When you combine barbecue and Tex-Mex, results might include beef rib fajitas.

The tortilla machine is live. When customers enter the soon-to-open Jackalope in Columbia City, the staff can dispatch a handful of flour tortilla dough balls into this device, which spits them out freshly baked.

“The tortillas that come to your table are 20 seconds old,” says owner Jack Timmons. He remembers being enthralled by a similar device at the Blue Goose Cantina when he was growing up in Dallas.

Timmons, of course, is the guy behind Jack’s BBQ. In 2014, his SoDo roadhouse ended those tiresome conversations about how Seattle had no good barbecue. Now Jack’s is four locations strong (with another in the works in Bellingham) and Timmons is ready to channel another facet of his Texas upbringing.

He and his (similarly Texan) partners will open a Tex-Mex restaurant called Jackalope at 4868 Rainier Avenue South this month. The former home of El Sombrero will soon serve brisket tacos, fajita nachos, and enchiladas with chili gravy—the dish Timmons considers a benchmark for all Tex-Mex menus.

Plans for Jackalope have been in the works for a while. As Timmons grew his business, he acquired a few managers with Texas roots; what started as a “semi-promise” of a Tex-Mex restaurant maybe five years ago to GM (and Columbia City denizen) Graham Ayers finally coalesces into reality later this month.

Jackalope’s menu is split between Tex-Mex canon and other Mexican influences, like enchiladas con mole, or a ceviche of fresh local rockfish atop a tostada. Fans of San Antonio’s puffy tacos can determine whether the version on Jackalope’s menu meets their Lone Star standards. And, of course, the kitchen borrows liberally from the pair of offset meat smokers Jack’s runs at its SoDo flagship.

Smoked brisket might fill tacos and top enchiladas (and did you get a load of that beef rib fajita platter?), but barbecue doesn’t define Jackalope’s menu. Timmons has as much scholar-geek energy around Tex-Mex origins as he does around Central Texas barbecue traditions; he can connect the all-important cumin in chili gravy to Spain’s early attempts to colonize Texas by relocating Canary Island residents with Berber roots here in the eighteenth century.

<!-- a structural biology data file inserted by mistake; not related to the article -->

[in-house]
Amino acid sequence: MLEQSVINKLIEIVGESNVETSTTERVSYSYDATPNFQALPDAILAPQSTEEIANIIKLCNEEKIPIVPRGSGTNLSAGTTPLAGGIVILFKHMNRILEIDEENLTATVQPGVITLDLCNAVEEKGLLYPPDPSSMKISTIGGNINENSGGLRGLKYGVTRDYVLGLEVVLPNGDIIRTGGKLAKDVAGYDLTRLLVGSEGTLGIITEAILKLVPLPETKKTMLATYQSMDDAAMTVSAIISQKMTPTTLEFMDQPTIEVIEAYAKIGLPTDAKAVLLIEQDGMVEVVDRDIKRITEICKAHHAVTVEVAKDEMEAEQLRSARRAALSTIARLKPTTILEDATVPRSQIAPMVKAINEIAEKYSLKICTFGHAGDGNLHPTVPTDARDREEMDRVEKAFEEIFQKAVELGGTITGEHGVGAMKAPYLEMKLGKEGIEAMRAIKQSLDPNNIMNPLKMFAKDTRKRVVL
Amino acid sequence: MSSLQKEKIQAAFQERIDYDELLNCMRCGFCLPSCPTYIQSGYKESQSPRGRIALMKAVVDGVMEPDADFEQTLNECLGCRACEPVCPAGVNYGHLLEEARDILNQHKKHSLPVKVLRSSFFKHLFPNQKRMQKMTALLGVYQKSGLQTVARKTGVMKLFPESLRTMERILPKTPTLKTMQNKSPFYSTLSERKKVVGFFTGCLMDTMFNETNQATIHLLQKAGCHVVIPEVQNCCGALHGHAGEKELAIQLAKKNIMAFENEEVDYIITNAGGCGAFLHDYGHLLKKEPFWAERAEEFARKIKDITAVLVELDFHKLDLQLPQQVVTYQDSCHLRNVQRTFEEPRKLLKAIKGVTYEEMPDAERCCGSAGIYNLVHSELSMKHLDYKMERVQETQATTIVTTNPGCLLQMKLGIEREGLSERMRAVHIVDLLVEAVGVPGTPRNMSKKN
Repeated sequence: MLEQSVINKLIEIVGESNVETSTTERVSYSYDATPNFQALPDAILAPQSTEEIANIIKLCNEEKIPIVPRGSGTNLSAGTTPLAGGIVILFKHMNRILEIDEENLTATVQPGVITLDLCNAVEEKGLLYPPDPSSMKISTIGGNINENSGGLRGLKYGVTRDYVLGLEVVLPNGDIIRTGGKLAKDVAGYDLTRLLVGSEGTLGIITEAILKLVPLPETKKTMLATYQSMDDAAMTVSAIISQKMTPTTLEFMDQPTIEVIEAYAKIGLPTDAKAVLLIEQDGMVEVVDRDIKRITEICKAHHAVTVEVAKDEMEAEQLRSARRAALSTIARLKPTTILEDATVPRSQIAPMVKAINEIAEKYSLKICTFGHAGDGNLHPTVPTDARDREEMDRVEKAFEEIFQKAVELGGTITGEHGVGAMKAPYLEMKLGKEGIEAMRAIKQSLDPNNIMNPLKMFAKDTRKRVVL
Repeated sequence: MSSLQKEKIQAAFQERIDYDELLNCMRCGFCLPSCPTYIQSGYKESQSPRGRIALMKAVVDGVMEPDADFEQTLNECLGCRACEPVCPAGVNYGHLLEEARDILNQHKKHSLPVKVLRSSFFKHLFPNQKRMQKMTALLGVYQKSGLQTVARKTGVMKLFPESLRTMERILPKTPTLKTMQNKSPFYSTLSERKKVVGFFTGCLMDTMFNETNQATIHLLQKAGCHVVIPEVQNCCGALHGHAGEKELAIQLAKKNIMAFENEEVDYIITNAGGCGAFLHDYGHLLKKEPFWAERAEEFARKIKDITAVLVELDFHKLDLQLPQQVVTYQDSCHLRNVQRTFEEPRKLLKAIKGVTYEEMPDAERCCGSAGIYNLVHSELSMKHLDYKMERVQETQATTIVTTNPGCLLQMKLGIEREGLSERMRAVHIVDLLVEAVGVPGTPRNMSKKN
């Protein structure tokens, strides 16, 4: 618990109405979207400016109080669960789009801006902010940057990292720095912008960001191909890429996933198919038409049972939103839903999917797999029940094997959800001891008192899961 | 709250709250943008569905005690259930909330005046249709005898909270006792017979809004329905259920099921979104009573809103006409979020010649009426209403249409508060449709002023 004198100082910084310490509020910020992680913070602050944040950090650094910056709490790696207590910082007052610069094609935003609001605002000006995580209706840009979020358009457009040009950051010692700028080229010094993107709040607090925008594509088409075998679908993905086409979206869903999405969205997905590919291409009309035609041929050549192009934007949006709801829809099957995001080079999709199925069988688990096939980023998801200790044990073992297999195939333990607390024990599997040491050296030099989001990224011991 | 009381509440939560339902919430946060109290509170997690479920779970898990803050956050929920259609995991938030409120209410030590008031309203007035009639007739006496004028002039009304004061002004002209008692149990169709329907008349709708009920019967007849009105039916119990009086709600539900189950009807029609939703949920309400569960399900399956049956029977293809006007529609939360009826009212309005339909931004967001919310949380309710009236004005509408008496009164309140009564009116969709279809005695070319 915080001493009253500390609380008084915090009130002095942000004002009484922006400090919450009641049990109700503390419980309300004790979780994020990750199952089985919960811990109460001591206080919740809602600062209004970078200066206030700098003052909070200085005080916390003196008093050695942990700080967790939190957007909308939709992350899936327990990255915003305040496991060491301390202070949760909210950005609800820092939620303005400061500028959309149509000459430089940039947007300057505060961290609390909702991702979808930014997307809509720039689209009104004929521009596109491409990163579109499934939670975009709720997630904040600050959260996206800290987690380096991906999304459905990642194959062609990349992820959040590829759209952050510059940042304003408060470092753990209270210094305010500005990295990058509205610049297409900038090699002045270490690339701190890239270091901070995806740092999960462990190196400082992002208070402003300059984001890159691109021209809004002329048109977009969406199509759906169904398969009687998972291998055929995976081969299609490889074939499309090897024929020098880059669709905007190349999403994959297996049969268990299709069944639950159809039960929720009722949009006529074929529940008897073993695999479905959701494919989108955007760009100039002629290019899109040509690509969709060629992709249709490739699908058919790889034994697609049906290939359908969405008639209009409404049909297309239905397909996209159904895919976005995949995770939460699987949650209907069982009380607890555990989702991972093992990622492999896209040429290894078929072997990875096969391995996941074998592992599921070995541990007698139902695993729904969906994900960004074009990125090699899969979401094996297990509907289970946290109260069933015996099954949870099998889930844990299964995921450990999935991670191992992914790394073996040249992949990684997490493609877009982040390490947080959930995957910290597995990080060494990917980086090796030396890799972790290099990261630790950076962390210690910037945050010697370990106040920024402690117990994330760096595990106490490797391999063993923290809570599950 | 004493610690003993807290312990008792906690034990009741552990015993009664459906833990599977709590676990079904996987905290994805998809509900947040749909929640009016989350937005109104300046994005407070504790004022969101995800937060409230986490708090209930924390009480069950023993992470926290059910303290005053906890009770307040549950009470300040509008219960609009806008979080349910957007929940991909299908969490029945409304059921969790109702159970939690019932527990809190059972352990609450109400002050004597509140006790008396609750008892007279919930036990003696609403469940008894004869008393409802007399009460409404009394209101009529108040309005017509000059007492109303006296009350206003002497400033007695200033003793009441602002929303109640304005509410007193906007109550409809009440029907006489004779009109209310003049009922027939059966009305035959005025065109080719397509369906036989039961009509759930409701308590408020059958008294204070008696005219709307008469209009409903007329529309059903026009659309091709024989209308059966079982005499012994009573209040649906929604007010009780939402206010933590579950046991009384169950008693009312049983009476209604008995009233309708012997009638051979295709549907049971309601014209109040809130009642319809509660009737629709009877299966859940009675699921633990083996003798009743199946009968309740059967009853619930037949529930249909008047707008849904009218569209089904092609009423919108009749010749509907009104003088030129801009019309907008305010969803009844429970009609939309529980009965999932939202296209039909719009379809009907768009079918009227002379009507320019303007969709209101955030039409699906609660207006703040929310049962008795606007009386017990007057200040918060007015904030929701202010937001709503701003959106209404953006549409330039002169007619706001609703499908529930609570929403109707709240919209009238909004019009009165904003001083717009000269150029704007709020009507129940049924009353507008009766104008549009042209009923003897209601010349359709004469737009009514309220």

Much like barbecue, “it’s one of those things that’s slightly different on the West Coast,” says Timmons of Tex-Mex. He recalls his disappointed befuddlement upon sampling cumin-less fare when he lived in San Diego after college.

Jackalope will be open later than Jack’s, since the space has more of a bar vibe. Stew Navarre—the company’s Houston-raised operations VP—oversaw Jackalope’s menu. Ayers installed a significant lineup of tequila and mezcal. After the restaurant finds its rhythm with lunch and dinner service, Jackalope will add breakfast service, including a morningtime taco that’s different from the popular version over at Jack’s.

The overall menu benefits from intensive research undertaken by Timmons, Navarre, Ayers, and kitchen manager Josh Carpenter. “We went to 35 Tex-Mex restaurants in three and a half days,” Timmons recalls. “Until we hit a tequila wall in Austin.”

A tequila wall of a very different sort will soon beckon from the carved back bar. Jackalope is aiming for a December 17 open; see a sample menu online and keep tabs on the restaurant’s Instagram for updates.

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